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Listening at the Gate of Dreams

Posted: 11/18/08 11:49 AM ET

Everyone dreams, whether we remember them or not. Many of us do remember our dreams, and think about them until they slowly fade away like a radio signal as we drive out of range. Sometimes a vivid dream comes like a bolt of lightning, and we reverberate from the shock of it for days, weeks, even years. Sometimes the same dream comes so frequently that we learn to anticipate it as we fall asleep, and the dream itself becomes an invitation for us to explore its meaning.

Why do some dreams fade into obscurity while others stay lit with neon in our minds for ages? Is one kind more important than the other? Are dreams friend or foe? And what could any of them possibly mean?

These are the questions that I have the good fortune of pondering every day in my work as a writer and dream consultant. Dreams have always fascinated me, ever since as a five-year-old I woke up one morning and informed my mother that while I was sleeping God had told me to swallow a rubber band, so I did. The pained, incredulous look she gave me is forever seared in my mind. I saw it a lot from that day forward.

Fortunately the world has changed significantly since the 1960s, and dreams are enjoying a resurgence of interest around the world. The grassroots dreamwork movement deserves a lot of the credit for this, as do many early authors who insisted that dreams were not just the domain of psychotherapists, but that all of us could glean wisdom from them whether we had specialized training or not. Dreams, in other words, are part of the commons. They are a shared resource, and a means of insight that we all have access to.

There are many different ways to work with dreams, some easily accessible and some highly esoteric. At their root, however, the best dreamwork methods all encourage us to trust our inner wisdom. After all, dreams come to us unbidden every night, like water rising from a spring. Their source is within us, somewhere beyond the gate where our conscious mind ends and the deeper processing of our unconscious begins.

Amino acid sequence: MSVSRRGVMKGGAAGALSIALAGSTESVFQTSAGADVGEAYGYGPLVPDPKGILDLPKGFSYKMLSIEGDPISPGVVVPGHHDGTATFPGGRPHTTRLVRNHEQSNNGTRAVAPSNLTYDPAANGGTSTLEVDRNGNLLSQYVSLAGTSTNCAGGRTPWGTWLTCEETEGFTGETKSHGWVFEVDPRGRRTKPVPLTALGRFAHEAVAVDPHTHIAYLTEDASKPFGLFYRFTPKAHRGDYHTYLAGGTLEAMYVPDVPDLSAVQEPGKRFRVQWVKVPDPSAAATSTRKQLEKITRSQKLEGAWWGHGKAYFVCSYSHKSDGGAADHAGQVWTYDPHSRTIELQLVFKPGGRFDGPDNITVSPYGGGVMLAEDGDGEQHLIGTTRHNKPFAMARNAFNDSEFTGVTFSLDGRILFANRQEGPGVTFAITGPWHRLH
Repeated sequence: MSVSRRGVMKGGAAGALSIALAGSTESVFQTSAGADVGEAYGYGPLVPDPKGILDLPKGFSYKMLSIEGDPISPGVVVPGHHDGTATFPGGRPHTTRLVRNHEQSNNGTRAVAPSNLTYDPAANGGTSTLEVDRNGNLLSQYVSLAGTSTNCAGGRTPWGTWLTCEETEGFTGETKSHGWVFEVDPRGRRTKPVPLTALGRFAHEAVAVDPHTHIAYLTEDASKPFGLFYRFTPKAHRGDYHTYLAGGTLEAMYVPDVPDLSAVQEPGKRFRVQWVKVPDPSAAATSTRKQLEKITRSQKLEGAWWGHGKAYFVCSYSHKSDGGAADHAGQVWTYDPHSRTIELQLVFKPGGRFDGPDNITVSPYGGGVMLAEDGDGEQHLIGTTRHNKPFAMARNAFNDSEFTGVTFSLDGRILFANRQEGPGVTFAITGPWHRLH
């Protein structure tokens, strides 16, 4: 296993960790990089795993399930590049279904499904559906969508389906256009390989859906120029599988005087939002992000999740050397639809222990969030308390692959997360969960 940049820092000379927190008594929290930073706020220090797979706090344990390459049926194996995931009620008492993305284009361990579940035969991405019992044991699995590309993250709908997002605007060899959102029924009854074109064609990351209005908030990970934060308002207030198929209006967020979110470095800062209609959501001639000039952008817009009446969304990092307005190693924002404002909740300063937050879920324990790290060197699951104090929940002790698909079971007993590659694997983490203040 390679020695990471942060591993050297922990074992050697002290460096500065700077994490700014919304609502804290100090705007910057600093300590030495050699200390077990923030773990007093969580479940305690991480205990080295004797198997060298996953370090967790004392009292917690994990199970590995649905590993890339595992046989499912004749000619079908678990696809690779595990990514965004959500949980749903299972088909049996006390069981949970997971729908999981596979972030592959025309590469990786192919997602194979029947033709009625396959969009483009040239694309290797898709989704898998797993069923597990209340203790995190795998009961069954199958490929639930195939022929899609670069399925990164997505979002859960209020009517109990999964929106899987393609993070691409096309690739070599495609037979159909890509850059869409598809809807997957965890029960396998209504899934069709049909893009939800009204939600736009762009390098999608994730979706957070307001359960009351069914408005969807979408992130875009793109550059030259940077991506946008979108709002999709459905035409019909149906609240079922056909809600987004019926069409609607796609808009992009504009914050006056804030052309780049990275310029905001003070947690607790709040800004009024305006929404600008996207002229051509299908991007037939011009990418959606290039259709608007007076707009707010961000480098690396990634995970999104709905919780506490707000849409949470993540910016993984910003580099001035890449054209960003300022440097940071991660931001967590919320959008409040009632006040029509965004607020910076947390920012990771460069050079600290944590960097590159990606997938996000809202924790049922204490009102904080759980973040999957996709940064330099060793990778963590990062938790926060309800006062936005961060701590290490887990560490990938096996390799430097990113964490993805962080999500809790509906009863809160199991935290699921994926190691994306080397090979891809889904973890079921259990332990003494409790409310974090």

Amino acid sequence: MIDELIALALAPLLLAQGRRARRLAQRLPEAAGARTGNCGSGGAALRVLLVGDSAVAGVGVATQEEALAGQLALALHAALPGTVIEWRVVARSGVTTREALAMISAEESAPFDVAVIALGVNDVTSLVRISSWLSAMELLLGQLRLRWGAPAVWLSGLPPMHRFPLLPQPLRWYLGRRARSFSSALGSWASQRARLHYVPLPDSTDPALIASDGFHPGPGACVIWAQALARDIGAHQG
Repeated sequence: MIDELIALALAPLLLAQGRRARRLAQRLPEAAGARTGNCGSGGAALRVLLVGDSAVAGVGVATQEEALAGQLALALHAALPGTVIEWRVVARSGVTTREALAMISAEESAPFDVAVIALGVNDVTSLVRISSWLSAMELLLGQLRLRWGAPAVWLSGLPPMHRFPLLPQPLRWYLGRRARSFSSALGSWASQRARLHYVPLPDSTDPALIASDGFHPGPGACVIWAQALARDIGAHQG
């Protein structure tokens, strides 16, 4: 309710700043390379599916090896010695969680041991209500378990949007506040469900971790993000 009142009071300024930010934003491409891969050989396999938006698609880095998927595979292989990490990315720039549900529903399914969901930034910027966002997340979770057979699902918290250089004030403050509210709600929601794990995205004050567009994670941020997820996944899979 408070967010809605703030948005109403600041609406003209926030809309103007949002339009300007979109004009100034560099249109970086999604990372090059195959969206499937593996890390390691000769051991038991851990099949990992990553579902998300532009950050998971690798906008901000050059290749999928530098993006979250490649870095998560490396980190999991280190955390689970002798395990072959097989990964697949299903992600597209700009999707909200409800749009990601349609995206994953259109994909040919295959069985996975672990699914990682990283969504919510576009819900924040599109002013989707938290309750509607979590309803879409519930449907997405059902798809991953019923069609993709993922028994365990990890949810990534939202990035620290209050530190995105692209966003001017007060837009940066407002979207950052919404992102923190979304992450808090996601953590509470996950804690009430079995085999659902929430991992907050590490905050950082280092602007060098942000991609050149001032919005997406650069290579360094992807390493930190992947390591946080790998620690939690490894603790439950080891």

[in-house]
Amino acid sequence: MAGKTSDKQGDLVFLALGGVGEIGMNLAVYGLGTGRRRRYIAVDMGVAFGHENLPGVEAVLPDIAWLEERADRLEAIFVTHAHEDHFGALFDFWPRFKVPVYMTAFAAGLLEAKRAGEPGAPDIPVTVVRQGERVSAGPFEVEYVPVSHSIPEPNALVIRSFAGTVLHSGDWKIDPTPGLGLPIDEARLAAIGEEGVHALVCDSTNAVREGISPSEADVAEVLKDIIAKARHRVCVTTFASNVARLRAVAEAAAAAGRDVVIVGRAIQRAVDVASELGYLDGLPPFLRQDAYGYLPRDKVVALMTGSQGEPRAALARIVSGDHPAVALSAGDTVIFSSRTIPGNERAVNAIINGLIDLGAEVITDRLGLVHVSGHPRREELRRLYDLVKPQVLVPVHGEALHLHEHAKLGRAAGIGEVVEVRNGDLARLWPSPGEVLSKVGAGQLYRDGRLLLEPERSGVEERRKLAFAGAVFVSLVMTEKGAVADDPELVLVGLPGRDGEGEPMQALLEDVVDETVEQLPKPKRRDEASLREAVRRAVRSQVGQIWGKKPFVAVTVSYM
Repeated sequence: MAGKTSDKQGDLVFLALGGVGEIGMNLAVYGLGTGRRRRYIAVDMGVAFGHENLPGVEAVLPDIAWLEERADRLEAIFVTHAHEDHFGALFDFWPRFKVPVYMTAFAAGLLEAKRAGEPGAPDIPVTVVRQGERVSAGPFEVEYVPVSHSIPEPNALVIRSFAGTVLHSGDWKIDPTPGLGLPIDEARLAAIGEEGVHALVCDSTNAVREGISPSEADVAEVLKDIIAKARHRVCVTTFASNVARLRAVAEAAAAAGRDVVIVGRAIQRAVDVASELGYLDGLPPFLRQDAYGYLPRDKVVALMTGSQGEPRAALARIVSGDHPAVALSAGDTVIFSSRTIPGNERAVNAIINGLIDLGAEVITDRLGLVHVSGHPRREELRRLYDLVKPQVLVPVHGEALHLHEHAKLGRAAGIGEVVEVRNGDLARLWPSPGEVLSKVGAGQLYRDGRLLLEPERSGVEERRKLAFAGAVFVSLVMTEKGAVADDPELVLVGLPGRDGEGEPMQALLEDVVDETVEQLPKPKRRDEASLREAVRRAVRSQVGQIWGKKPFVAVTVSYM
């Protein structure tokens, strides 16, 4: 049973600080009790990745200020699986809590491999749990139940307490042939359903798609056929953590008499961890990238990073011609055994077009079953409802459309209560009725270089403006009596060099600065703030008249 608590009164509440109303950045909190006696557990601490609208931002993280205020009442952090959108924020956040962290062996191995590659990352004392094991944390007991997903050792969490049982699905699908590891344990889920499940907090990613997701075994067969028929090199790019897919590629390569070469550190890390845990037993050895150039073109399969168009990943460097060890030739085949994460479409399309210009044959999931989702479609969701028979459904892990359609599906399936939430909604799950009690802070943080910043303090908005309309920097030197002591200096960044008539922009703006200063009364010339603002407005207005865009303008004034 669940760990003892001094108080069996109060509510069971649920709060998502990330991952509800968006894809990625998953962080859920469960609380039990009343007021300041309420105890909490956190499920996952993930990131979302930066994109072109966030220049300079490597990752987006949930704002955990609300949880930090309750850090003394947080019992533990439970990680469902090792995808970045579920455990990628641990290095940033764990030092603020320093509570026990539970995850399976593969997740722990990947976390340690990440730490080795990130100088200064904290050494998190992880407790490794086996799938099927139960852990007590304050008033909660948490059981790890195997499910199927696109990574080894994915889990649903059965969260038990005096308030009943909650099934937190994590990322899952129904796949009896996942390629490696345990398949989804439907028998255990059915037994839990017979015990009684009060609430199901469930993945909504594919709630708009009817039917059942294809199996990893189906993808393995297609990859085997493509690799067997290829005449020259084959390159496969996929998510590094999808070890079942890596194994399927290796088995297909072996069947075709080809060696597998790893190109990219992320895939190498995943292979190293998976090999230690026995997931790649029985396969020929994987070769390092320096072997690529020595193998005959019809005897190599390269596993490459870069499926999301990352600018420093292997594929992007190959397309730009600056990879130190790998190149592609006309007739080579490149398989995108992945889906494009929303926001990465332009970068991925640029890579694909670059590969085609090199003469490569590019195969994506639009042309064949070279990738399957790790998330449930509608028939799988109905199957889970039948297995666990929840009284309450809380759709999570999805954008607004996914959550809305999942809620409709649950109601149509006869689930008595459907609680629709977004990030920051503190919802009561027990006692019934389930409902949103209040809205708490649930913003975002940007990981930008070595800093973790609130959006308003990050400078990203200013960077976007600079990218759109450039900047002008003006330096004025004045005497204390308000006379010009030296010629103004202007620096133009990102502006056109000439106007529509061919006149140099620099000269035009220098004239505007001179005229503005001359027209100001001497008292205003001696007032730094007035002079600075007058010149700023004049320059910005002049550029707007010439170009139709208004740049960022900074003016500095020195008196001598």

Touching that deep spring of guidance, trusting dreams and learning to discern their messages, is the subject of this blog. In future posts I will share stories of some remarkable dreams I have met, and how working with them can help us in every aspect of our lives. Before we can reap the benefits of our dreams, however, we need to learn to listen to them.

Listening to dreams takes intention. With all the things we need to do each day to keep our families going and keep the money flowing in, it can feel like a luxury to take five minutes before getting up in the morning to lie still, recall the dream we were just having, and write it down. We can strengthen that intention by keeping a notebook and pen (or mini voice recorder) next to our bed, and saying an affirmation before going to sleep that "tonight I will remember my dreams."

Just like learning to throw a football or play a musical instrument, recalling dreams takes practice. Some of us have an easier time at it than others, but that doesn't mean our dreams are inherently more valuable than anyone else's. In fact, even the briefest, most nonsensical dream fragments can yield significant insights--sometimes even more than epic dream adventures that take upwards of half an hour to transcribe.

The second most important thing we can do to reap the benefits of dreams is to get in the habit of discussing dreams with friends and family. Sometimes just talking out a dream enables us to find the nugget of gold in it. All we need to do as dream listeners is to keep an open mind, listen to the dream story without judgment, and remember that dreams are friend, not foe. Every dream has something creative, useful, and deeply affirming at its core, and just the simple act of telling the dream helps the dreamer discover what that is.

In my case, even though my mother was completely unprepared for her young daughter's dream report that morning, to her credit she didn't make any derogatory comments or send me off to a psychiatrist's couch. Her puzzled reaction in turn made me take a closer look at what I had just experienced. Had it really happened, or had it been a dream? Was there in fact a difference between the two?

I don't think I had considered the idea before, but that morning set into motion a lifelong curiosity about the terrain between sleeping and waking. The nugget of gold for me in that dream was an early awareness of the gate through which our souls cross as we dream. Beyond it lies riches there for the taking, if we can retrieve them and bring them back with us into the clear light of day.

 
 
 

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